Editorial comment – Tough times in isolation
5 June, 2020, 8:06 pm
Seventy three days after he was diagnosed, a COVID-19 patient remains in isolation.
Think about that! Being isolated in a room, unable to see loved ones, to touch them, be with them, to feel their love and warmth, care, and appreciation.
Remember the 28-year-old who is Fiji’s fourth positive case of COVID-19 said he had undergone 12 tests while in confinement and was still testing positive.
He said the separation from his family was unbearable.
He shared how he had advised them to visit relatives so they do not miss him while staying home.
He was fighting to keep his sanity.
“I have already recovered, but the results are still positive due to the dead virus particles,” he claimed.
Fiji has recorded 18 positive cases of COVID-19, of which, 15 have recovered while three remain in isolation.
Being in isolation is tough.
It can be stressful. It can be frustrating. It is lonely.
You are stuck with your thoughts most of the time.
You are virtually isolated from everyone you love and care for. You do not have the physical presence of loved ones to reassure you.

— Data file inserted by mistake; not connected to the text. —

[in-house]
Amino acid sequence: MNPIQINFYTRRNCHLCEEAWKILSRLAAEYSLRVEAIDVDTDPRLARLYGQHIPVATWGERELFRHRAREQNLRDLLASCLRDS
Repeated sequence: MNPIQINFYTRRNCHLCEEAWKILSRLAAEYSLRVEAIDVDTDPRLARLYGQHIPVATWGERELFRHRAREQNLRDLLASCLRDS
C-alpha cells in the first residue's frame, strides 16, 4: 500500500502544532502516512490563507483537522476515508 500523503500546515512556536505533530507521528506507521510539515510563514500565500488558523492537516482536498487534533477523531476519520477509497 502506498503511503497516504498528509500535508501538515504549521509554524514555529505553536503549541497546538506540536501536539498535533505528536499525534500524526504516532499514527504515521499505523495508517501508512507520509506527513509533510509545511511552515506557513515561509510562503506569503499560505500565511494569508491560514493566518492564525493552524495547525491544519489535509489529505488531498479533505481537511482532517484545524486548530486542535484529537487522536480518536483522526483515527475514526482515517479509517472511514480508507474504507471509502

Your thoughts and fears, uncertainty and doubt can be overwhelming sometimes when you think about it. You do not have the freedom to move around as you want to.
Your loved ones cannot share your weakest moments, or be with you at your lowest point, or when you are very sick!
You will face that alone, with our dedicated nurses and doctors.
This isn’t a pleasant thought or scenario for anyone. But that’s the reality.
That’s what our confirmed COVID-19 cases have to live with.
This is the reason we continue to stress why it is important that we are proactive and vigilant.
COVID-19 is not a fly-by-night sort of thing. It isn’t the common flu.
This is a sickness that drains you if you don’t recover quickly.
It saps the energy and will leave a lasting impression on your mind.
This is as real as it can get.
The virus is powerful enough to still be around after more than 73 days.
So we truly don’t mind repeating ourselves, or even if we start to sound like an old record permanently on replay mode!
There is a reason why we must continue to raise the issue of prevention.
The virus is unable to affect you if you do not allow it to.
That means doing all that it takes to ensure hygiene is paramount.
Adhere strictly to social distancing rules. Do not shake hands. That is the new normal. No hugging please!
Wash your hands often with soap and water. Reduce unnecessary travel.
But if you have to travel, do not touch your face. Wash up when you get back home.
Sneeze into your elbow or into a tissue and dispose this thoughtfully immediately.
We must stay focused. We must treat this virus with the care and attention it deserves.
We must stay safe, for our loved ones, and for ourselves.